9. Knowler WC, Barrett-Connor E, Fowler SE, Hamman RF, Lachin JM, Walker EA, Nathan DM: Reduction in the incidence of type 2 diabetes with lifestyle intervention or metformin. N Engl J Med. 2002, 346: 393-403.PubMedView Article
  10. Gougeon R, Spidel M, Lee K, Field CJ: Canadian Diabetes Association National Nutrition Committee Technical Review: Non-nutritive intense sweeteners in diabetes management. Canadian Journal of Diabetes. 2004, 28: 385-399.
  11. Moher D, Liberati A, Tetzlaff J, Altman DG: Preferred reporting items for systematic reviews and meta-analyses: the PRISMA statement. BMJ. 2009, 339: b2535.PubMedPubMed CentralView Article
  12. Jadad AR, Moore RA, Carrol D, Jenkinson C, Reynolds JM, Gavaghan DJ, McQuay HJ: Assessing the quality of reports of randomized clinical trials: Is blinding necessary?. Control Clin Trials. 1996, 17: 1-12.PubMedView Article
  13. Schulze KF, Chalmers I, Hayes RJ, Altman DG: Empirical evidence of bias. JAMA. 1995, 273: 408-412.View Article
  14. Cho MK, Bero LA: The quality of drug studies published in symposium proceedings. Ann Intern Med. 1996, 124: 485-489.PubMedView Article
  15. Wiebe N, Vandermeer B, Platt RW, Klassen TP, Moher D, Barrowman NJ: A systematic review identifies a lack of standardization in methods for handling missing variance data. J Clin Epidemiol. 2006, 59: 342-353.PubMedView Article
  16. Egger M, Davey Smith G, Schneider M, Minder C: Bias in meta-analysis detected by a simple, graphical test. BMJ. 1997, 315: 629-634.PubMedPubMed CentralView Article
  17. Renwick AG, Molinary SV: Sweet-taste receptors, low-energy sweeteners, glucose absorption and insulin release. Br J Nutr. 2010, 104: 1415-1420.PubMedView Article
  18. Borenstein M, Hedges LV, Higgins JPT, Rothstein HR: Chapter 16: Identifying and quantifying heterogeneity. Introduction to Meta-Analysis. 2009, Wiley, 123: 124.View Article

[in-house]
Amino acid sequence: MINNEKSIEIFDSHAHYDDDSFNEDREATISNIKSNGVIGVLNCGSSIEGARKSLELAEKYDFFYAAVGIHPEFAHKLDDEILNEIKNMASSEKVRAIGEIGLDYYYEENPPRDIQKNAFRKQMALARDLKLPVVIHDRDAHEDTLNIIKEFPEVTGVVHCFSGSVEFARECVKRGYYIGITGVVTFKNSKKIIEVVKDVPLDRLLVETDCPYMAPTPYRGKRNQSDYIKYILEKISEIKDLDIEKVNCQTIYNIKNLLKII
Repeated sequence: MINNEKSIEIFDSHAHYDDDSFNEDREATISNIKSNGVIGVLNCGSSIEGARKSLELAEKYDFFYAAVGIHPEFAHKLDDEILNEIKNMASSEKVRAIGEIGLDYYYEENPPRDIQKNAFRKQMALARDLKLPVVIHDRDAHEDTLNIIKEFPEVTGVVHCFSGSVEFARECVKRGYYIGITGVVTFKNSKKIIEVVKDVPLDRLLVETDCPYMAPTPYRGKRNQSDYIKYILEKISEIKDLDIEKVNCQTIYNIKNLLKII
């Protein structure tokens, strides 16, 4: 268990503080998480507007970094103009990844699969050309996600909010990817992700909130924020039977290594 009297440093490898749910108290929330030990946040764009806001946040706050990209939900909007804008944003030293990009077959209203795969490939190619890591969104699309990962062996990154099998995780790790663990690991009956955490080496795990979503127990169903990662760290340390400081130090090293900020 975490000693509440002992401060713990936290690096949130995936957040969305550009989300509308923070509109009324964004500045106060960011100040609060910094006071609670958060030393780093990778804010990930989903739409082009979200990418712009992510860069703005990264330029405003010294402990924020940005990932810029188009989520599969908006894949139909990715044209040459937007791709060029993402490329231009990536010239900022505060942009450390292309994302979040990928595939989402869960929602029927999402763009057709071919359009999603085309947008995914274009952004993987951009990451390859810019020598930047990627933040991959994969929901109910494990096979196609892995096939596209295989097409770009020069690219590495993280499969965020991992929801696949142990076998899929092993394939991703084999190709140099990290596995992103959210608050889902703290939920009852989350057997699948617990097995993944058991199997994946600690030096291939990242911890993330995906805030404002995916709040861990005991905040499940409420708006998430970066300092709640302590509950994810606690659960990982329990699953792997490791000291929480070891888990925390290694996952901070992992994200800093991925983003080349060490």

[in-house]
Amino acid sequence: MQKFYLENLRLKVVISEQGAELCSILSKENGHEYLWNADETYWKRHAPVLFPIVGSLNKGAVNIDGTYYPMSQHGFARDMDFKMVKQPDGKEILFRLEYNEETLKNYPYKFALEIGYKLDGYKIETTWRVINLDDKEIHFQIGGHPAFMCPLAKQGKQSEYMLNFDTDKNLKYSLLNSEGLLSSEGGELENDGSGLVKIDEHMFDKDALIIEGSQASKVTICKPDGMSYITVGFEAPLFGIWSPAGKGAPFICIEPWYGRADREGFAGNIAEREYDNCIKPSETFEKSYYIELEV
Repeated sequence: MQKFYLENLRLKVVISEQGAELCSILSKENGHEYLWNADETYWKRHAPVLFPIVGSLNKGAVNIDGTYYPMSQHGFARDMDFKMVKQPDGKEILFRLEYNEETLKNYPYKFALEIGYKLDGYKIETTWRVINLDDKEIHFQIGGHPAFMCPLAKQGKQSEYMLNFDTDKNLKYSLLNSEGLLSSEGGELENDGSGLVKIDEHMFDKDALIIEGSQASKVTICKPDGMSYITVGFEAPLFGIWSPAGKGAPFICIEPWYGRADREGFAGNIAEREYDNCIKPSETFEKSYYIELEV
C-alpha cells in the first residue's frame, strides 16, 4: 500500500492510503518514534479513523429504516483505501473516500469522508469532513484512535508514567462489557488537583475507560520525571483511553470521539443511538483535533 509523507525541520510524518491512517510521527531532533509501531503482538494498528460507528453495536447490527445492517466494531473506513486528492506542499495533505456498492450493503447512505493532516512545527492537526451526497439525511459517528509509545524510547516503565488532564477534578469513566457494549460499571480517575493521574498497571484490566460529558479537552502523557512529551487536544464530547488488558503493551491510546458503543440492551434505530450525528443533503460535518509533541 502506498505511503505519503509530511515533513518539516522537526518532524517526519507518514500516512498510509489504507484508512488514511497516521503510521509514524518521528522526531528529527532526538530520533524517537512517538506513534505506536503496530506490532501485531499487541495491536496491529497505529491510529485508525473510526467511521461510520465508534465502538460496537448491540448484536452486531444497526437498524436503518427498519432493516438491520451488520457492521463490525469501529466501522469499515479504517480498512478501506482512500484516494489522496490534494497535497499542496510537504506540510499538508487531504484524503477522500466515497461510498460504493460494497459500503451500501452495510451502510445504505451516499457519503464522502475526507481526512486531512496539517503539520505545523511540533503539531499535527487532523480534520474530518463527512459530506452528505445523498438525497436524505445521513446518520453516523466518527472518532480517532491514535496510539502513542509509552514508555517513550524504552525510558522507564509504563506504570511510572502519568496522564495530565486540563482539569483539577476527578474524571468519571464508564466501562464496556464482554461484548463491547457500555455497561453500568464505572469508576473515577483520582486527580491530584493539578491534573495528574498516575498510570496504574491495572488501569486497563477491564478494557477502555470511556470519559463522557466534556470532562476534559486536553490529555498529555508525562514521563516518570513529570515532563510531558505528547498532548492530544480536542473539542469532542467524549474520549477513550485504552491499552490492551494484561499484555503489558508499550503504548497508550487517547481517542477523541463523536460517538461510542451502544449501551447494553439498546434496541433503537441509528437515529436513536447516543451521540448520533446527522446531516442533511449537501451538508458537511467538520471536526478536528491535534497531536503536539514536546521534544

19. Lu G, Ades AE: Combination of direct and indirect evidence in mixed treatment comparisons. Stat Med. 2004, 23: 3105-3124.PubMedView Article
  20. Introduction to mixed treatment comparisons. [https://​www.​bris.​ac.​uk/​cobm/​docs/​intro%20​to%20​mtc.​doc]
  21. Dias S, Welton NJ, Caldwell DM, Ades AE: Checking consistency in mixed treatment comparison meta-analysis. Stat Med. 2010, 29: 932-944.PubMedView Article
  22. Prat-Larquemin L, Oppert JM, Bellisle F, Guy-Grand B: Sweet taste of aspartame and sucrose: effects on diet-induced thermogenesis. Appetite. 2000, 34: 245-251.PubMedView Article
  23. Melchior JC, Rigaud D, Colas-Linhart N, Petiet A, Girard A, Apfelbaum M: Immunoreactive beta-endorphin increases after an aspartame chocolate drink in healthy human subjects. PhysiolBehav. 1991, 50: 941-944.
  24. Gonzalez-Ortiz M, Ramos-Zavala MG, Gonzalez-Lopez RC, Robles-Cervantes JA, Martinez-Abundis E, Gonzalez-Ortiz M, Ramos-Zavala MG, Gonzalez-Lopez RC, Robles-Cervantes JA, Martinez-Abundis E: Effect of 2 liquid nutritional supplements for diabetes patients on postprandial glucose, insulin secretion, and insulin sensitivity in healthy individuals. JPEN J Parenter Enteral Nutr. 2009, 33: 67-70.PubMedView Article
  25. Horwitz DL, McLane M, Kobe P: Response to single dose of aspartame or saccharin by NIDDM patients. Diabetes Care. 1988, 11: 230-234.PubMedView Article
  26. Nguyen NU, Dumoulin G, Henriet MT, Berthelay S, Regnard J: Carbohydrate metabolism and urinary excretion of calcium and oxalate after ingestion of polyol sweeteners. J Clin Endocrinol Metab. 1993, 77: 388-392.PubMed